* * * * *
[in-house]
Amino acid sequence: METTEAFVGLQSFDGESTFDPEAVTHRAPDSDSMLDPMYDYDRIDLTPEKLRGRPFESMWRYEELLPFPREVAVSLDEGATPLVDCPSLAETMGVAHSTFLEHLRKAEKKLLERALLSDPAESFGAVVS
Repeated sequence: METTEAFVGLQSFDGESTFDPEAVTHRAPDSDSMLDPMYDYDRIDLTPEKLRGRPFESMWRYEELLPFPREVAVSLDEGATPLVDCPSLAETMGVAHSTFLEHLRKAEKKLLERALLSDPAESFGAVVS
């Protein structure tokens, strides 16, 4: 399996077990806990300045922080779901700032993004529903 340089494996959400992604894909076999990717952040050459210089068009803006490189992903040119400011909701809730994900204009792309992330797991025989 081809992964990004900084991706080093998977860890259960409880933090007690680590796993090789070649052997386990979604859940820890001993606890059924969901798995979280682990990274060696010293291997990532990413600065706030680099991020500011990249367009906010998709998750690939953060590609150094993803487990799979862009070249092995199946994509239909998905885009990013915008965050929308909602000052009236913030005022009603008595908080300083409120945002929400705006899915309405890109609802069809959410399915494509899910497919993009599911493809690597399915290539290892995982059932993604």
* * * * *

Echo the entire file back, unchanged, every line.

[in-house]
Amino acid sequence: METTEAFVGLQSFDGESTFDPEAVTHRAPDSDSMLDPMYDYDRIDLTPEKLRGRPFESMWRYEELLPFPREVAVSLDEGATPLVDCPSLAETMGVAHSTFLEHLRKAEKKLLERALLSDPAESFGAVVS
Repeated sequence: METTEAFVGLQSFDGESTFDPEAVTHRAPDSDSMLDPMYDYDRIDLTPEKLRGRPFESMWRYEELLPFPREVAVSLDEGATPLVDCPSLAETMGVAHSTFLEHLRKAEKKLLERALLSDPAESFGAVVS
């Protein structure tokens, strides 16, 4: 399996077990806990300045922080779901700032993004529903 340089494996959400992604894909076999990717952040050459210089068009803006490189992903040119400011909701809730994900204009792309992330797991025989 081809992964990004900084991706080093998977860890259960409880933090007690680590796993090789070649052997386990979604859940820890001993606890059924969901798995979280682990990274060696010293291997990532990413600065706030680099991020500011990249367009906010998709998750690939953060590609150094993803487990799979862009070249092995199946994509239909998905885009990013915008965050929308909602000052009236913030005022009603008595908080300083409120945002929400705006899915309405890109609802069809959410399915494509899910497919993009599911493809690597399915290539290892995982059932993604």